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In the combative arts, it seems logical that punching harder would lead to increased effectiveness. But is this skill trainable, i.e. can things be done that lead to increased punching power?  The authors of “Increasing the Impact Force of the Rear Hand Punch” think so.  They (Turner, Baker, & Miller; Strength and Conditioning Journal, Vol. 33, #6, Dec 2011) identified 5 trainable qualities that influence the impact force of the Rear Hand Punch (RHP):


1. Increase rear leg drive
2. Following the step forward, land with a rigid leg
3. Increase the stretch-shortening cycle (SSC) of the trunk musculature
4. Increase the velocity of the punch
5. Increase the effective mass

To train #1, they recommend using exercises such as the squat, deadlift, & clean, as well as plyometrics. The second attribute (landing with a rigid leg) is meant to increase braking and transmission of forces. Their recommendation is to use plyometrics that emphasize the landing element.  To train the SSC of the trunk, medicine ball training can help with the development of rotational power.  To increase the punch velocity, ballistic exercises such as plyometrics including medicine ball throws and Olympic lifts are recommended.  The key here is ensuring acceleration thru the entire movement. And to increase the effective mass, it is strongly suggested to use pad and bag work that incorporates impact (vs. non-contact sparring or techniques in the air).  
 
One thing the authors mention is that the punch is initiated by stepping forward.  While this sequence may lead to increased punching power, it is potentially slower and more
telegraphed than when the hand/weapon initiates the movement.  This “true timing” (hand/weapon, then body, then feet) from classical fencing is the ultimate goal in a weapons based system, since the resulting
effectiveness relies on the speed of the movement and impact/piercing of the
weapon as opposed to maximum force.  The opponent can be struck before they’ve even realized that a motion has been initiated, let alone before they have time to respond.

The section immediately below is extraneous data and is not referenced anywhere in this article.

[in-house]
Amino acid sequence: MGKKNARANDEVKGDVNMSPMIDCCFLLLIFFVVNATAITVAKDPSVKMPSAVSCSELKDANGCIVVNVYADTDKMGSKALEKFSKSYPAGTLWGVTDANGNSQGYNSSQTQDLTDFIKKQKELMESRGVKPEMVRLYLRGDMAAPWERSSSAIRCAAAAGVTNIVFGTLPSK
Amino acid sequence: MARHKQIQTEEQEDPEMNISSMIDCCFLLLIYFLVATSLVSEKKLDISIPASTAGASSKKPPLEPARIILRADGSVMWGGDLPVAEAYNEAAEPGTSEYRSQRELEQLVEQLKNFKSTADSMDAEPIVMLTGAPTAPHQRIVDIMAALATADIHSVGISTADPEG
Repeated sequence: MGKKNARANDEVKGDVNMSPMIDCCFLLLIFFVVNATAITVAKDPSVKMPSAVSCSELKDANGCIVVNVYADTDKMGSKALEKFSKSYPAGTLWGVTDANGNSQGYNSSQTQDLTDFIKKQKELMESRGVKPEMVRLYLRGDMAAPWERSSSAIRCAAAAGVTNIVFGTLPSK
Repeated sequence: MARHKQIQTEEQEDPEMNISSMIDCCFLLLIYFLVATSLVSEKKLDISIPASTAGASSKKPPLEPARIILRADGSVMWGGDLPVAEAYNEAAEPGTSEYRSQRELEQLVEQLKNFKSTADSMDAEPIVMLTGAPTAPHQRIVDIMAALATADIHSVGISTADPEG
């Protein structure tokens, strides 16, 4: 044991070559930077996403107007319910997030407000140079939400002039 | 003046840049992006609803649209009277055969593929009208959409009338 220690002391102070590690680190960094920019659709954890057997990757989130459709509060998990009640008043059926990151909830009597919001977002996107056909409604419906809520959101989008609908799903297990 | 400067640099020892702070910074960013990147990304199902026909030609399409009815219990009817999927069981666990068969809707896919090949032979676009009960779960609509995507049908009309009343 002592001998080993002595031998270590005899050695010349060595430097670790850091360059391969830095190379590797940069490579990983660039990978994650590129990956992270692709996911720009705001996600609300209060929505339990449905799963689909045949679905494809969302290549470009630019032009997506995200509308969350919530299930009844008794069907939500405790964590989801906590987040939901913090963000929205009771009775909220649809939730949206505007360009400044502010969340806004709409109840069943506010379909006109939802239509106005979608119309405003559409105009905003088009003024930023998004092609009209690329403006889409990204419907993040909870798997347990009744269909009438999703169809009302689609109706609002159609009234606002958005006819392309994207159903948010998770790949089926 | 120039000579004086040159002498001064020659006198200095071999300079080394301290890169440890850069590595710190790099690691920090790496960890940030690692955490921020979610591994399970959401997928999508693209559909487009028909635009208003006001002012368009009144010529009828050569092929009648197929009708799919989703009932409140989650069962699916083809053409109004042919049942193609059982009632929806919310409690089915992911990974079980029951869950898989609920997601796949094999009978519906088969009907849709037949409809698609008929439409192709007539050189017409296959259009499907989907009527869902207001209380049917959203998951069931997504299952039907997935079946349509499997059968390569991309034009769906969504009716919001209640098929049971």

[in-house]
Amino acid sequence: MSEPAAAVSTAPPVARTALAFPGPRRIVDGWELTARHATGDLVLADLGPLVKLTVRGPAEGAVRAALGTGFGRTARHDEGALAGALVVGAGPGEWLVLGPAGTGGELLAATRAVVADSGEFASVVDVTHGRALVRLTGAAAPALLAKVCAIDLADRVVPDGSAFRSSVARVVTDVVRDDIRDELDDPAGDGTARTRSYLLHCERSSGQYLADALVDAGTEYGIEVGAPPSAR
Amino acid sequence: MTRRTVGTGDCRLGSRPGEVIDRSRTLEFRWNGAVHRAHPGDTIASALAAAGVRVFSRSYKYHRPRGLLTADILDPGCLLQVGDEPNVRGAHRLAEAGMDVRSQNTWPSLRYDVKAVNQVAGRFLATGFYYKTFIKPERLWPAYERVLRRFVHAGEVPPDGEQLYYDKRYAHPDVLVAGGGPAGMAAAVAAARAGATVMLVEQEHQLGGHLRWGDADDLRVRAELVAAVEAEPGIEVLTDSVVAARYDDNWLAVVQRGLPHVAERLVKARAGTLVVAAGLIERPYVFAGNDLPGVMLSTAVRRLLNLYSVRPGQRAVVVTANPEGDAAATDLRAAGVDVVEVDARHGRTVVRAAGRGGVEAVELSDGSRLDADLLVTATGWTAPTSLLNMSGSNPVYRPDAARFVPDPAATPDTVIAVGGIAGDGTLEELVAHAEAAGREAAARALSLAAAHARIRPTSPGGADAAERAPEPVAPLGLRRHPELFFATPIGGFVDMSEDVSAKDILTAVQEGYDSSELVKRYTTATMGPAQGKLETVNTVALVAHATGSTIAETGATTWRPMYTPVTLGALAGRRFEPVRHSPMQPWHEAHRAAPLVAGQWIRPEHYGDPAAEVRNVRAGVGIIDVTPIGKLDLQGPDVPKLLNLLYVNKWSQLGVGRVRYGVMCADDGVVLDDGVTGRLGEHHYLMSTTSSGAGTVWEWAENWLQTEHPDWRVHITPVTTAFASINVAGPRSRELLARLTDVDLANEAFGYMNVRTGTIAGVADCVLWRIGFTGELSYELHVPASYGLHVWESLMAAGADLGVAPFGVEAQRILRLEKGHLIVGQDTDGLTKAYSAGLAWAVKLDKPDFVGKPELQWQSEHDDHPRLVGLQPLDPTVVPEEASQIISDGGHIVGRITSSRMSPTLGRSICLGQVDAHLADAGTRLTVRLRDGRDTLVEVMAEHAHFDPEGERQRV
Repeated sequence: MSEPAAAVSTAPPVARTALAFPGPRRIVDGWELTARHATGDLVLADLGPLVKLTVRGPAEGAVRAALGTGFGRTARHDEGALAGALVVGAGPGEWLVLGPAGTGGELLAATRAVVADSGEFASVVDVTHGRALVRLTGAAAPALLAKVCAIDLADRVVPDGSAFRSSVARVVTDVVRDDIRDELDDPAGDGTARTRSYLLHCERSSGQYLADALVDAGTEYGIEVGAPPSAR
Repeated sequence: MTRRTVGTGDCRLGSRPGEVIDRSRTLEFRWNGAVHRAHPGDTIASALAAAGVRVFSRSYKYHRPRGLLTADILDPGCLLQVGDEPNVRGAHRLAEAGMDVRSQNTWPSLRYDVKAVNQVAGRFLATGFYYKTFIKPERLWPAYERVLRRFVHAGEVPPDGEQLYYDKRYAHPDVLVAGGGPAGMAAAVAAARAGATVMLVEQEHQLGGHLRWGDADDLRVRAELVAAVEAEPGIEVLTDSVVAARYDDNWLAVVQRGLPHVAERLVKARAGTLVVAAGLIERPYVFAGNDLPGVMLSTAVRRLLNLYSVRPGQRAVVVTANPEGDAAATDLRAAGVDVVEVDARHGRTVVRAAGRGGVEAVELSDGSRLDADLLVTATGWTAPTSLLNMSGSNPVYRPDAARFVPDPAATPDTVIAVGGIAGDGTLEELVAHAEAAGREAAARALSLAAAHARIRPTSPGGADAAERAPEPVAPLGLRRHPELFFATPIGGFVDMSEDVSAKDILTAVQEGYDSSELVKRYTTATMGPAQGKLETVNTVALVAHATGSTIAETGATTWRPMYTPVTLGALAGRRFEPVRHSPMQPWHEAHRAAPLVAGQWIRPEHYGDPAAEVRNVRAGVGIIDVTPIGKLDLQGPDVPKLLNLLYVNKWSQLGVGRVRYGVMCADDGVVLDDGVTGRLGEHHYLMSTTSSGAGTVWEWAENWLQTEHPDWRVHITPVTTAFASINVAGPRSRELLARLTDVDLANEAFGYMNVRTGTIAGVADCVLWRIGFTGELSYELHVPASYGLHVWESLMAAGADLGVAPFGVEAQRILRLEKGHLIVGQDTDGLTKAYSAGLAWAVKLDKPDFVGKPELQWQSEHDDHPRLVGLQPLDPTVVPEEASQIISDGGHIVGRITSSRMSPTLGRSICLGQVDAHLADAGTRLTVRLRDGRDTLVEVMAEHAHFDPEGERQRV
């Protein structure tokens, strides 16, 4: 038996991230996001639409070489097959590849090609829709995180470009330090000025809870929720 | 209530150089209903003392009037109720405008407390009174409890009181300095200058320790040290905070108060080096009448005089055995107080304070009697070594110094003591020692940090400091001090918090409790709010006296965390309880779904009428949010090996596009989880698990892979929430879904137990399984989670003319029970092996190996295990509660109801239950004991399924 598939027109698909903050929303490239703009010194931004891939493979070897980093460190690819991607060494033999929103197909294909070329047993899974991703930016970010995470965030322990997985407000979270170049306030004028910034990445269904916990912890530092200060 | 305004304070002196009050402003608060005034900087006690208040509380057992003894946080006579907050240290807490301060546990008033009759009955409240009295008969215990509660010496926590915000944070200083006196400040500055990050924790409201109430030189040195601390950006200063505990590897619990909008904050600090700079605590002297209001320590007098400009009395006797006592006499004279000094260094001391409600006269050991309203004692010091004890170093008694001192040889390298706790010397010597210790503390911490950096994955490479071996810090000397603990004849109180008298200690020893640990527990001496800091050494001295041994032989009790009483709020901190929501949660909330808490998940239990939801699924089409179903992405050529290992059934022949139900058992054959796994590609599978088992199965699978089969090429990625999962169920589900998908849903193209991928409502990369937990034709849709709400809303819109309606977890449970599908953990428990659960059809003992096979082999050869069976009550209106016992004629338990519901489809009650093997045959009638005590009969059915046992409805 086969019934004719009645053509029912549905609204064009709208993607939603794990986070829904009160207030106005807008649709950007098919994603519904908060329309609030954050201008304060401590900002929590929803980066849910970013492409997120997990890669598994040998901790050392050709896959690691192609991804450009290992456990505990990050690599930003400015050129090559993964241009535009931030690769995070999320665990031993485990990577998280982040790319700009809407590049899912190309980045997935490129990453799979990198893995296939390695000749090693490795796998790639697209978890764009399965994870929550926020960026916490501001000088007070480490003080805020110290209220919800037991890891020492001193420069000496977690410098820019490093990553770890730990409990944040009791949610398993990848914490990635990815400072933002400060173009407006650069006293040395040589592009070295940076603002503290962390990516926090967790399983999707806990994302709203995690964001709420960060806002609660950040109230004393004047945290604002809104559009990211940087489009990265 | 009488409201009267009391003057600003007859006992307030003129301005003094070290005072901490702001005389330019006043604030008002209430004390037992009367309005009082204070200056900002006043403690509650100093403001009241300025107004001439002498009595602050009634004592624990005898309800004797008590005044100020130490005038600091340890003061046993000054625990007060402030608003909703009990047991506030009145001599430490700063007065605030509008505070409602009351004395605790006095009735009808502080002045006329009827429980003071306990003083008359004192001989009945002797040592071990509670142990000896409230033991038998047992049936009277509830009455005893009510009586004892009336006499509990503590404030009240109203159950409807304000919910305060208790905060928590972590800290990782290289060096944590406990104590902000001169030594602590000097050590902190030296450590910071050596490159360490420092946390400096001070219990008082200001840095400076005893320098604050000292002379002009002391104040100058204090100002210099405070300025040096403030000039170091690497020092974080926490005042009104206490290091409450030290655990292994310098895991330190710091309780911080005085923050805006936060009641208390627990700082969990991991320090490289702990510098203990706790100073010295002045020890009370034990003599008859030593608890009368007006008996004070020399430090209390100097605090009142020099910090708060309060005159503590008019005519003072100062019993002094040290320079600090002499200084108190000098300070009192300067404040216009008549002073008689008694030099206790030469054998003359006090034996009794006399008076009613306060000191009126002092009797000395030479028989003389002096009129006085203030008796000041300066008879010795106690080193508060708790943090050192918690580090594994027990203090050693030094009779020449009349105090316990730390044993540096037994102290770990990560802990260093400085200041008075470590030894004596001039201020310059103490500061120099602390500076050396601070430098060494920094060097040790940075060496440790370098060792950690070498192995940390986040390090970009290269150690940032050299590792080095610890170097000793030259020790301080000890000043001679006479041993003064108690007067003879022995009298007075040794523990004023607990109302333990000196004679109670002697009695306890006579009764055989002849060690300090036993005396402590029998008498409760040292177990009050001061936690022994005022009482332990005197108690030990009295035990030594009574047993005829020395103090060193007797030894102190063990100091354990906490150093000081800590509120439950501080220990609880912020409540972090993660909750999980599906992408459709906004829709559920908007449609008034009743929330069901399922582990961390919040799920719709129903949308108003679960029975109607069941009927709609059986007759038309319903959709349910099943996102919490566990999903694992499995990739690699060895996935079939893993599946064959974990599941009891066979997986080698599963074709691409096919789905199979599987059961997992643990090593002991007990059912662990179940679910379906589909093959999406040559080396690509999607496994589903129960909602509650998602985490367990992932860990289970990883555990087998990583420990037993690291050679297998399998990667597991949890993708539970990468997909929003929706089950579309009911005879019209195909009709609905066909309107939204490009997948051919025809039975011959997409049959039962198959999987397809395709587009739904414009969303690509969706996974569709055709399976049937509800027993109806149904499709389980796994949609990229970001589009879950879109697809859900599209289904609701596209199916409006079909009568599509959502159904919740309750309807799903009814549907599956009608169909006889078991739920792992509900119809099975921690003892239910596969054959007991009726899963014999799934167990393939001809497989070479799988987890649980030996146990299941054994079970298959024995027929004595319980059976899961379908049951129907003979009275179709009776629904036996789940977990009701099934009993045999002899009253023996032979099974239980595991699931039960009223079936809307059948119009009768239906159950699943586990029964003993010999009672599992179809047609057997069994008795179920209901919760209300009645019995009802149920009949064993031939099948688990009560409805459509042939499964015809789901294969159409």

A subtle point, but one well worth exploring further if you’re a weapons-based player.  
 
So, back to the punch.  Bottom line is that to increase your punching force, work some fundamental and explosive movements into your training regimen.  Squat, Deadlift,
Clean, Snatch, Plyometrics of many kinds, KBs, Medicine Balls, and Sand Bags would all work great.  Be creative, and as always, have fun.


 
Great article by Rob Panariello over at the 8 Weeks Out site  that raises an important point - how much strength do we really need for our chosen sport?  On any given day the stronger and faster athlete should do better at an activity compared to someone of equal technical ability. But there is a limit on how much time should be spent on increasing the reps, weights, sets, times, distances etc. at the expense of technique training.  

My sensei always said “if you want to get better at karate, do karate”. His rule of thumb was that cardio and strength training (in that order) should come AFTER you’ve spent time refining your basics, kata, sparring, and pad/bag work, not INSTEAD of that
technique work.  It should be a balance, but if your chosen sport is karate, don’t lose sight of that fact and get wrapped up in becoming the next CrossFit games winner on ESPN.  Get in enough shape, but as Sensei Dorow once said: “Someday someone will
challenge you.  If you are not technically proficient, you will be destroyed.”